Microsoft/FairSearch Claim: “The result is to induce users to click on the artificially placed links regardless of whether those links are the most relevant to the user‘s query.”
Fact: Google doesn’t “induce” any of our users to click on anything. Users click on whatever they find useful. Furthermore, Google’s results doesn’t contain any “artificially placed” content -- we provide the answers that we think users will find most useful.
Microsoft/FairSearch Claim: “[Google’s search] algorithms can be programmed, however, to exclude, penalize, or promote specific sites or whole categories of sites.”
Fact: Our algorithms attempt to serve and protect consumers by making sure they see the most relevant results. For example, a site called DecorMyEyes was ripping off its customers and believed negative reviews of its business were helping its Google rankings. Webuilt an algorithm to ensure that businesses that are bad to their consumers aren’t rewarded in the Google results -- that’s an example of improving the search results to help consumers.
Microsoft/FairSearch Claim: “[Google’s Place Pages] enable Google to earn advertising revenues and to deprive the other website of user traffic.”
Fact: Review websites receive a tremendous amount of traffic from Google, and that traffic has consistently grown over time. As of March 2011, Google sent approximately 44 million clicks per month to Yelp; 36 million clicks per month to TripAdvisor; and 13 million clicks per month to Citysearch. Comparing February 2010 to February 2011, Yelp saw a 63% growth in referral traffic from Google, TripAdvisor a 9% year-over-year growth, and Citysearch a 5% year-over-year growth.
Microsoft/FairSearch Claim: “Google is now seeking to coerce TripAdvisor into acquiescing to this use by tying the removal of TripAdvisor content from Google Places pages to the exclusion of all TripAdvisor links from appearing in Google‘s dominant algorithmic search engine results.”
Fact: This is false. Google hasn’t sought to coerce TripAdvisor into anything. TripAdvisor, like all websites, can remove its content from the web index using the robots.txt protocol, which disallows Google from indexing the content of the page. Webmasters could also use robots.txt to disallow crawling of all their pages or particular pages. A webmaster can, for example, allow Google to crawl the primary page of information about a particular place and prevent us from crawling subsequent pages containing reviews.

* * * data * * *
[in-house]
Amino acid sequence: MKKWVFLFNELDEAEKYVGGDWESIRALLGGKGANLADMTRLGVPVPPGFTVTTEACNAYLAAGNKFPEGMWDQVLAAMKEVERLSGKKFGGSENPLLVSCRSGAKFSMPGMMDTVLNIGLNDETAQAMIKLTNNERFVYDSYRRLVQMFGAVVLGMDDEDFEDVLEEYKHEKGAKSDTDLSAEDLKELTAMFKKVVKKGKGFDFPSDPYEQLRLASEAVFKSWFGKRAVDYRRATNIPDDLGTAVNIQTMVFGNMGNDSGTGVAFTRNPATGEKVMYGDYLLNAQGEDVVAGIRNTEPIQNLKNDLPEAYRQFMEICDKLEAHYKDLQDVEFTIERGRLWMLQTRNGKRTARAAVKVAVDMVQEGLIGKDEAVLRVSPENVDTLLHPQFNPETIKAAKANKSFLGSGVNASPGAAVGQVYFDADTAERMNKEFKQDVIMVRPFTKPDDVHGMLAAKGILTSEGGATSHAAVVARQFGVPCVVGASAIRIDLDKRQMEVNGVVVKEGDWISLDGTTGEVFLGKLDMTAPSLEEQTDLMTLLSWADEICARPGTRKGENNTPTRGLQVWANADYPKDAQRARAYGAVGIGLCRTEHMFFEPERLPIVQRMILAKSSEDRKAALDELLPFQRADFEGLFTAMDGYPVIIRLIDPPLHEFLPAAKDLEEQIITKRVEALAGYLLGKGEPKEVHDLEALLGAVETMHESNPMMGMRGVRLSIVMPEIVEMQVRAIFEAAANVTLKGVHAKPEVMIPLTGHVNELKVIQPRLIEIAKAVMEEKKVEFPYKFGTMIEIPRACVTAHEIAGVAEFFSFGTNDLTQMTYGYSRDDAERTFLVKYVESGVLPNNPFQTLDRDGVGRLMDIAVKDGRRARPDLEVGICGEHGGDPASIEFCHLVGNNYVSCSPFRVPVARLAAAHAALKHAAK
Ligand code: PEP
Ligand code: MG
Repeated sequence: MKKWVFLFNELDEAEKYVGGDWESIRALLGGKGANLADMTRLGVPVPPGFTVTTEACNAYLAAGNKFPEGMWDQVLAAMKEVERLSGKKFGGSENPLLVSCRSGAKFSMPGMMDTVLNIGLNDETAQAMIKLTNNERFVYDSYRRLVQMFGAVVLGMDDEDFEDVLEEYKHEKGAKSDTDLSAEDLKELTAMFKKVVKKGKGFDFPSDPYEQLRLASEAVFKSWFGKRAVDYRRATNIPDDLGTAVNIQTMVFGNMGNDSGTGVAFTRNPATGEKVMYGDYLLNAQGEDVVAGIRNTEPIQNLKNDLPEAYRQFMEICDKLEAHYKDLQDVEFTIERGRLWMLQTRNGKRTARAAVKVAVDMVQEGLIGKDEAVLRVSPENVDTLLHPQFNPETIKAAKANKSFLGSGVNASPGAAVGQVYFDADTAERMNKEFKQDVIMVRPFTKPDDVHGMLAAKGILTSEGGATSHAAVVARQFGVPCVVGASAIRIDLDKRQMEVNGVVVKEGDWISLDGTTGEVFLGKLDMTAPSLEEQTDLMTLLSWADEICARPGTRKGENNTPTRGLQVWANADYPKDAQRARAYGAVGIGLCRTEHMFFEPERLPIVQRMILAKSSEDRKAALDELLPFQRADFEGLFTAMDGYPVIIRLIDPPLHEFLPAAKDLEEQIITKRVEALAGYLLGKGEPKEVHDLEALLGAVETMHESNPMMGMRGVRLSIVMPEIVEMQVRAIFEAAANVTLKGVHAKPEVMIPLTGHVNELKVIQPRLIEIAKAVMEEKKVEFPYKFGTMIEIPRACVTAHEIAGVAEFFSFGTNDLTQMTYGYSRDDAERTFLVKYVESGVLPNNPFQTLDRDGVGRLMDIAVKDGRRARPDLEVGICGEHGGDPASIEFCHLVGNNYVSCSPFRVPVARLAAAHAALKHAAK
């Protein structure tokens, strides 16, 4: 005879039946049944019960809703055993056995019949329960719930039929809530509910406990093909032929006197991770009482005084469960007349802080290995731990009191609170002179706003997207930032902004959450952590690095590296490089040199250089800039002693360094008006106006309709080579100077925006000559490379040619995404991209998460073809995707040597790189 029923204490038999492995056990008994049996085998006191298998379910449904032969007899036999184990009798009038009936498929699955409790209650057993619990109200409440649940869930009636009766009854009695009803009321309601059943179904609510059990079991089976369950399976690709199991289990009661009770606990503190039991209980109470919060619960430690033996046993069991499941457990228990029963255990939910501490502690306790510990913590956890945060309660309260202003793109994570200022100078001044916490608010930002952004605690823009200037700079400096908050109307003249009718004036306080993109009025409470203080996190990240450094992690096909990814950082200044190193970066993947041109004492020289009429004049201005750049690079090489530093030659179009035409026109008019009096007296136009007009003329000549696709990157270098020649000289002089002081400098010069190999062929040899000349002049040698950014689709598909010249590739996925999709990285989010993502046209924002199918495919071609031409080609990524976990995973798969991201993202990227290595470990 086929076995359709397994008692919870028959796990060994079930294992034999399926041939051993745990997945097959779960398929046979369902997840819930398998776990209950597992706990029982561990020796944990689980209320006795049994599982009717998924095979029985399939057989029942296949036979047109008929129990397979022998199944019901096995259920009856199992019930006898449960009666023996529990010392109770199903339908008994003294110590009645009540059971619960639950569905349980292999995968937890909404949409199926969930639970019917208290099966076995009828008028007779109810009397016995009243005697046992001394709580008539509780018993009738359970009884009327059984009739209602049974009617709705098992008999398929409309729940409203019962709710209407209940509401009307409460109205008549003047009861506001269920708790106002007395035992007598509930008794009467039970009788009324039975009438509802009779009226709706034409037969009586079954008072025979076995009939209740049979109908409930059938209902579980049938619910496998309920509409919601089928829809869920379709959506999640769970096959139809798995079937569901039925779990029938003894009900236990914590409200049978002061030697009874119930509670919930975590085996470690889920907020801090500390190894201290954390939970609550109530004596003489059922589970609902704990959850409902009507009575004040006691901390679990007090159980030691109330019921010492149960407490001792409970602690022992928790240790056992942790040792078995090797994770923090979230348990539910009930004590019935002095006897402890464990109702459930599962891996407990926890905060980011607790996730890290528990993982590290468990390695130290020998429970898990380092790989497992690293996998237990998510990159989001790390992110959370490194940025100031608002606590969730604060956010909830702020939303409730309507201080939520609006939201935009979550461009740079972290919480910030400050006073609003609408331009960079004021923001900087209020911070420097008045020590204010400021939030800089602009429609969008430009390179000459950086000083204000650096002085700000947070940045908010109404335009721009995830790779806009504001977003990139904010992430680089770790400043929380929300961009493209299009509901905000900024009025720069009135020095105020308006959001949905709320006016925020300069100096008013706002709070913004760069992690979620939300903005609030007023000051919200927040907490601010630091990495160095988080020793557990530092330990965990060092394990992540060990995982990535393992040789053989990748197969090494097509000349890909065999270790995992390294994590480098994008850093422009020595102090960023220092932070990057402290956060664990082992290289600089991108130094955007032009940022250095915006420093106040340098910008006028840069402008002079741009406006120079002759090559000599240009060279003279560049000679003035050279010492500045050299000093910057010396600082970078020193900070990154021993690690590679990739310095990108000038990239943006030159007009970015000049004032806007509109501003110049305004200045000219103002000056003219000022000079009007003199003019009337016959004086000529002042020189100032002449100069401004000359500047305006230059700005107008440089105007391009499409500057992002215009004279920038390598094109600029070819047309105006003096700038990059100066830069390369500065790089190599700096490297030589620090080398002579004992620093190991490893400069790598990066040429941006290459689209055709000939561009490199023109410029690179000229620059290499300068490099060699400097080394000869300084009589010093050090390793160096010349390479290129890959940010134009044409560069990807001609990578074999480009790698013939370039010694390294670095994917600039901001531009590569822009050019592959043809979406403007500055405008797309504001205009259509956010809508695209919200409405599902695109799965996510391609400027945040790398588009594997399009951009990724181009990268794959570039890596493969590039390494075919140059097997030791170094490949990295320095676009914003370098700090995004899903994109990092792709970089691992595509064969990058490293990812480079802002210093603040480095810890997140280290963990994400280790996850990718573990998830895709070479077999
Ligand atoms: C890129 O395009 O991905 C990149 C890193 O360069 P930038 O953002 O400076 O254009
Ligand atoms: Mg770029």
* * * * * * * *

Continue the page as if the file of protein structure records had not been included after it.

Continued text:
Microsoft/FairSearch Claim: “Google handicaps each bidder with a quality score. The lower a quality score, the higher a price the advertiser has to bid to win the auction.”
Fact: Microsoft and FairSearch’s criticisms are hypocritical. Every search engine — Google, Yahoo andBing — uses quality scores to ensure that consumers see relevant ads.
Microsoft/FairSearch Claim: “Google adopts policies that prevent the development of software that would enable advertisers – and small advertisers, in particular – to use and compare Google‘s prices and returns on investment with those of Google‘s competitors.”
Fact: Google has no such policies. Advertisers control their own ad campaign data, and have full ability to export their ad campaign data either through comma separated value (CSV) export, or through our AdWords Application Programming Interface (API). Advertisers can use Google AdWords Editor to export their ad account data – including ad campaigns and keywords in a common CSV format. In fact, Microsoft provides detailed instructions and videos on how advertisers can export their campaigns from Google to Bing.
Microsoft/FairSearch Claim: “Google prevents advertisers from synchronizing updates or other changes to their ad campaign data across multiple platforms. Google also imposes limits on advertisers‘ ability to port their Google AdWords data to any other ad platform using third party tools that would make the process simple or even automatic.”
Fact: This is false — Google places no limits on advertisers. Google does place some co-mingling limits on third parties who sell the AdWords API, in order to provide advertisers with similar experiences through the AdWords program. Each ad network offers different features to enable advertisers to target specific types of ads to the right audience. These features are typically not compatible with one another. In our experience, user interfaces that copy data between different ad networks create incentives for developers of those interfaces to build the lowest common denominator of the features of all ad networks, for the sake of compatibility and portability. Such a lowest common denominator approach would prevent advertisers from taking advantage of some of the unique features we have built within AdWords. Again, these restrictions only apply to third party tools, and there are no restrictions on advertisers’ direct use of the AdWords API.
Microsoft/FairSearch Claim: “As a Harvard Business School professor has stated with respect to Google‘s restrictions on advertising data portability, the 'net effect . . . is to reinforce the tendency of small to medium-sized advertisers to "single-home" – to use only Google AdWords to the exclusion of competing platforms.'”